Travel makes our nonbinary selves more visible and makes people of all kinds more visible to us. Travel doesn’t have to involve going far. You can meet and get to know people from other places online. You can walk around your own town as nonbinary travelers and observe from a visitor’s perspective.
Hi, I’m Rey, a nonbinary writer! Please subscribe for more stories and resources:
As a nonbinary traveler, I notice when a local community enforces (or subverts) the gender binary. We see the current state of people’s prejudice or acceptance. Knowing the history of a region can be illuminating. You can check native-land.ca to learn what Indigenous nations are on the land. For the US, you can check out the Sundown Towns Map to learn if Black people are/were forced out of town by white people with the support of law enforcement after nightfall. Also, for the US, you can check the map of nondiscrimination ordinances for LGBTQ people by state.
If you’re traveling to a trans-friendly location, you can look up meetups and events online if you’re interested in meeting the local community. Or, you can bask in seeing visible trans people walking down the street, in coffee shops, living our day-to-day lives. It’s so good to see trans people enjoying a morning walk or a hot beverage with friends, partners, or family.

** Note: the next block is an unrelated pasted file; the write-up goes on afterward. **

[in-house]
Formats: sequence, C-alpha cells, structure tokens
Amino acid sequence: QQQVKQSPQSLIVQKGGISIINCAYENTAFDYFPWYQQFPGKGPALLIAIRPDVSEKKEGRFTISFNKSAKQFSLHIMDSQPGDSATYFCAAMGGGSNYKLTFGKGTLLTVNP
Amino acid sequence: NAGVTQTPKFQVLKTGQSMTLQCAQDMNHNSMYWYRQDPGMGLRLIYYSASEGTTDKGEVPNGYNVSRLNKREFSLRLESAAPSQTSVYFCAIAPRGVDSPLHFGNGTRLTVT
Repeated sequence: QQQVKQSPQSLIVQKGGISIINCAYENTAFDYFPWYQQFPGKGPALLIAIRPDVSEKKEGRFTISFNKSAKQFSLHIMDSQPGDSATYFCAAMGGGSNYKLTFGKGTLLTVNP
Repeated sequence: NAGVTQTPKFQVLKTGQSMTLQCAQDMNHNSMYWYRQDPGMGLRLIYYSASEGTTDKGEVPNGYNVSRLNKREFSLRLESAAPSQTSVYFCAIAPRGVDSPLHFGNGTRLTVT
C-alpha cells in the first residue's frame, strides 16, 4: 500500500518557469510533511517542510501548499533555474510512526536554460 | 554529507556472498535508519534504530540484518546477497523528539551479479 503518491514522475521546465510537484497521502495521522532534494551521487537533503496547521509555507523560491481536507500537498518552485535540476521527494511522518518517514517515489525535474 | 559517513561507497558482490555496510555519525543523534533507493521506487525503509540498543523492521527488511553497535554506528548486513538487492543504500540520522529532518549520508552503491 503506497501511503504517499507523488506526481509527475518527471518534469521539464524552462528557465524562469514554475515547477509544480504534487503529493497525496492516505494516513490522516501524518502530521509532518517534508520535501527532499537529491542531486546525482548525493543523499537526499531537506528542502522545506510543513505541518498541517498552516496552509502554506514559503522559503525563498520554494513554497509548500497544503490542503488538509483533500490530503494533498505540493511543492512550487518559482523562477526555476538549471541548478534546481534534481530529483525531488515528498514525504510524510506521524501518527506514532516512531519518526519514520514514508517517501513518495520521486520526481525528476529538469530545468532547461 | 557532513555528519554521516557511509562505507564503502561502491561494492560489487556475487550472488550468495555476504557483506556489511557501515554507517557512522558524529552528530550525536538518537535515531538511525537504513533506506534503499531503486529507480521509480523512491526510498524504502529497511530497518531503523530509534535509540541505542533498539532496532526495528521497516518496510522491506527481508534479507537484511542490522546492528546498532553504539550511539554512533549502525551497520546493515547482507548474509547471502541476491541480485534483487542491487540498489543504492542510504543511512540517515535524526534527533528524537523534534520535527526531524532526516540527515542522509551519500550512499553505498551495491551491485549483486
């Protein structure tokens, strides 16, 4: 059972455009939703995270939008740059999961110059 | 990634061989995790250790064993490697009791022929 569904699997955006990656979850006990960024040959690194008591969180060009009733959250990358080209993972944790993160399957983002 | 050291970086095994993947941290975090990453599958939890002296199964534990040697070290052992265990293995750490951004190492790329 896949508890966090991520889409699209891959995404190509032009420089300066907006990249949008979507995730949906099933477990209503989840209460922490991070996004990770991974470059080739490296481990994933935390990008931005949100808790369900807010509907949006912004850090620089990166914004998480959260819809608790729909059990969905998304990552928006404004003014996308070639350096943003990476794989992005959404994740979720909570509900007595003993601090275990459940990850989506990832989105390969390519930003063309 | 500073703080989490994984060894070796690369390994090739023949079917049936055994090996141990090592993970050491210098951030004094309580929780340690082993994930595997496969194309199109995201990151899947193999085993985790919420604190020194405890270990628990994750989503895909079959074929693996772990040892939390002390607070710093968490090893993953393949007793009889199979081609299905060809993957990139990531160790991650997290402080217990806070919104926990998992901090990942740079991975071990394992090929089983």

If you’re traveling to a place that’s not accepting of trans people, it may be safer to lean into people assuming you’re cisgender. That’s not a denial of your identity if it’s what’s best for you at the time. However, you may not have the privilege of being able to choose how people see you or how much of your transgender identity you wish to share. Traveling with friends or having trusted contacts in the place you are visiting may help.
Walking through the world is (unfortunately) often a gendered experience. Women’s travel is a whole genre. Travel content (or, why don’t we call it “white men’s travel content”) tends to ignore that different people will have very different experiences in the same place. Every nonbinary person will have a different lens on the world, which may or may not involve noticing gendered culture. Nonbinary travelers want to enjoy and learn about the world like any other tourist but may inherently experience a culture in a different way than someone who is cisgender.
Travel can be challenging, frustrating, and expensive, but it can also be illuminating, joyful, and centering. Experiencing other parts of the world or even just a new piece of your hometown can give you a new perspective on life. I hope you get the chance to travel if it is your dream.
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